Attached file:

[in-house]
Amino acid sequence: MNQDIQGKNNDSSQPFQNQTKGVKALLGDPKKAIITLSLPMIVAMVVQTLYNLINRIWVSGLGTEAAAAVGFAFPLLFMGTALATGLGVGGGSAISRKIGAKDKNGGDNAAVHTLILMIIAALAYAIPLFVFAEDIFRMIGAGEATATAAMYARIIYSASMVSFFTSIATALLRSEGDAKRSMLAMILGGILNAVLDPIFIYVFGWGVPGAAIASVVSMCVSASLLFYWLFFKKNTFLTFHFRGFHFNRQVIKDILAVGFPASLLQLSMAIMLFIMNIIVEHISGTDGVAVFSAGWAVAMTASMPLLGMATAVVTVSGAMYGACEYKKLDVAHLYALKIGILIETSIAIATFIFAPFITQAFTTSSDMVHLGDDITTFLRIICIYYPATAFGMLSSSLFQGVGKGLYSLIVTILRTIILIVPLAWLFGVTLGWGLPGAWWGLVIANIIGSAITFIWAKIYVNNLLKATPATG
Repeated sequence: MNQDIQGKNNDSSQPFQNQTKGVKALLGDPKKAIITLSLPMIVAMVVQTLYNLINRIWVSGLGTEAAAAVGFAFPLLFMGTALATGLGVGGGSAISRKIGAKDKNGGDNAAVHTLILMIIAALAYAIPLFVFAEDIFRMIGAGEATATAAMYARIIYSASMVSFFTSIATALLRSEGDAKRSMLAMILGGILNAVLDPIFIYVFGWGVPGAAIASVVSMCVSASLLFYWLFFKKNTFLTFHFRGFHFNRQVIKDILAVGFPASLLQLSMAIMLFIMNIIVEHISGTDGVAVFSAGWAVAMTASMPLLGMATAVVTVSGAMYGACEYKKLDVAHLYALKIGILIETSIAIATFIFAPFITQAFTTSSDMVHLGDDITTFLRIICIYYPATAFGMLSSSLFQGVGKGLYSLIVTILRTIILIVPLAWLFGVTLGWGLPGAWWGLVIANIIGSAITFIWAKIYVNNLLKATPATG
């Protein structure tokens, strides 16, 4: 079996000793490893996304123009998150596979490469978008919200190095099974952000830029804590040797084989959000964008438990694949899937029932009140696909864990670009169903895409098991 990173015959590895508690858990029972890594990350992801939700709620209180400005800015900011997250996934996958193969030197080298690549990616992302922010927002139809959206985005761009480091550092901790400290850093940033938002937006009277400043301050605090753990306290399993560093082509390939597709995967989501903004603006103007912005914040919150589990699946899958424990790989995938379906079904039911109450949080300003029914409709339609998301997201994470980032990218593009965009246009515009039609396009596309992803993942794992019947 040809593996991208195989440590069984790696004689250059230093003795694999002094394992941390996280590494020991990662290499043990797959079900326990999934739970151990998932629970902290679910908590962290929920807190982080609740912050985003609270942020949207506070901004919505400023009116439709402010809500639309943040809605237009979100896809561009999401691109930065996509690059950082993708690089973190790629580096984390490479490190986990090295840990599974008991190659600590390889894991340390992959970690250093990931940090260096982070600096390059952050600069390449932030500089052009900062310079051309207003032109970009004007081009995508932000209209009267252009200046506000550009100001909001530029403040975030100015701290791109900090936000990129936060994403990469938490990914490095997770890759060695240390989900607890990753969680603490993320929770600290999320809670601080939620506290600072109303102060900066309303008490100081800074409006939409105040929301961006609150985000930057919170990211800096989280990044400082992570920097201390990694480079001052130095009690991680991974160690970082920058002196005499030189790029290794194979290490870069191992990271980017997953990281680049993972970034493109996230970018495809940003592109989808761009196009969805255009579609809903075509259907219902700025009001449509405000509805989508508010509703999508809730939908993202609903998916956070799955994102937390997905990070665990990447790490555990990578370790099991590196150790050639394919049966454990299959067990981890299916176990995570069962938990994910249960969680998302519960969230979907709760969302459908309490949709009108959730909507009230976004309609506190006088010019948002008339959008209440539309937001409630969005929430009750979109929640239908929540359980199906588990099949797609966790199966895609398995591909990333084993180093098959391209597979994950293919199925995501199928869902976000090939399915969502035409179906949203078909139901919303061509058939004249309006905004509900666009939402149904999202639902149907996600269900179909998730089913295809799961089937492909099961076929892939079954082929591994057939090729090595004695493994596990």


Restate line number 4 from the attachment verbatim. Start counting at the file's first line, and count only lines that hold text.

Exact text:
């Protein structure tokens, strides 16, 4: 079996000793490893996304123009998150596979490469978008919200190095099974952000830029804590040797084989959000964008438990694949899937029932009140696909864990670009169903895409098991 990173015959590895508690858990029972890594990350992801939700709620209180400005800015900011997250996934996958193969030197080298690549990616992302922010927002139809959206985005761009480091550092901790400290850093940033938002937006009277400043301050605090753990306290399993560093082509390939597709995967989501903004603006103007912005914040919150589990699946899958424990790989995938379906079904039911109450949080300003029914409709339609998301997201994470980032990218593009965009246009515009039609396009596309992803993942794992019947 040809593996991208195989440590069984790696004689250059230093003795694999002094394992941390996280590494020991990662290499043990797959079900326990999934739970151990998932629970902290679910908590962290929920807190982080609740912050985003609270942020949207506070901004919505400023009116439709402010809500639309943040809605237009979100896809561009999401691109930065996509690059950082993708690089973190790629580096984390490479490190986990090295840990599974008991190659600590390889894991340390992959970690250093990931940090260096982070600096390059952050600069390449932030500089052009900062310079051309207003032109970009004007081009995508932000209209009267252009200046506000550009100001909001530029403040975030100015701290791109900090936000990129936060994403990469938490990914490095997770890759060695240390989900607890990753969680603490993320929770600290999320809670601080939620506290600072109303102060900066309303008490100081800074409006939409105040929301961006609150985000930057919170990211800096989280990044400082992570920097201390990694480079001052130095009690991680991974160690970082920058002196005499030189790029290794194979290490870069191992990271980017997953990281680049993972970034493109996230970018495809940003592109989808761009196009969805255009579609809903075509259907219902700025009001449509405000509805989508508010509703999508809730939908993202609903998916956070799955994102937390997905990070665990990447790490555990990578370790099991590196150790050639394919049966454990299959067990981890299916176990995570069962938990994910249960969680998302519960969230979907709760969302459908309490949709009108959730909507009230976004309609506190006088010019948002008339959008209440539309937001409630969005929430009750979109929640239908929540359980199906588990099949797609966790199966895609398995591909990333084993180093098959391209597979994950293919199925995501199928869902976000090939399915969502035409179906949203078909139901919303061509058939004249309006905004509900666009939402149904999202639902149907996600269900179909998730089913295809799961089937492909099961076929892939079954082929591994057939090729090595004695493994596990």